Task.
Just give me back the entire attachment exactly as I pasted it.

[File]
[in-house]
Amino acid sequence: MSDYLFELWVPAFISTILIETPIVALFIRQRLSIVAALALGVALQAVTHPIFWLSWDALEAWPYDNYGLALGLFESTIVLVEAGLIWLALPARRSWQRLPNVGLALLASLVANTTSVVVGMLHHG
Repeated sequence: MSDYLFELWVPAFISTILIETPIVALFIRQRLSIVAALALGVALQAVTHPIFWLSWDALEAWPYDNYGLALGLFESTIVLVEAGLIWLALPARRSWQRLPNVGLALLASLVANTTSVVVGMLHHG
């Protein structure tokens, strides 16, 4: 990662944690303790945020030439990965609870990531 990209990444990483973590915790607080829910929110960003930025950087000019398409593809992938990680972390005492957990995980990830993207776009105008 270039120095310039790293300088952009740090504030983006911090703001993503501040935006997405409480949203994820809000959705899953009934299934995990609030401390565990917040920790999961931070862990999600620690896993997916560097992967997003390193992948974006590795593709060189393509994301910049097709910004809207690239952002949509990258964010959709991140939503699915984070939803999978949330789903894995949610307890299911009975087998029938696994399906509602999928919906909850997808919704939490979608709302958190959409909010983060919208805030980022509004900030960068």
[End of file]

[in-house]
Amino acid sequence: MSDYLFELWVPAFISTILIETPIVALFIRQRLSIVAALALGVALQAVTHPIFWLSWDALEAWPYDNYGLALGLFESTIVLVEAGLIWLALPARRSWQRLPNVGLALLASLVANTTSVVVGMLHHG
Repeated sequence: MSDYLFELWVPAFISTILIETPIVALFIRQRLSIVAALALGVALQAVTHPIFWLSWDALEAWPYDNYGLALGLFESTIVLVEAGLIWLALPARRSWQRLPNVGLALLASLVANTTSVVVGMLHHG
């Protein structure tokens, strides 16, 4: 990662944690303790945020030439990965609870990531 990209990444990483973590915790607080829910929110960003930025950087000019398409593809992938990680972390005492957990995980990830993207776009105008 270039120095310039790293300088952009740090504030983006911090703001993503501040935006997405409480949203994820809000959705899953009934299934995990609030401390565990917040920790999961931070862990999600620690896993997916560097992967997003390193992948974006590795593709060189393509994301910049097709910004809207690239952002949509990258964010959709991140939503699915984070939803999978949330789903894995949610307890299911009975087998029938696994399906509602999928919906909850997808919704939490979608709302958190959409909010983060919208805030980022509004900030960068």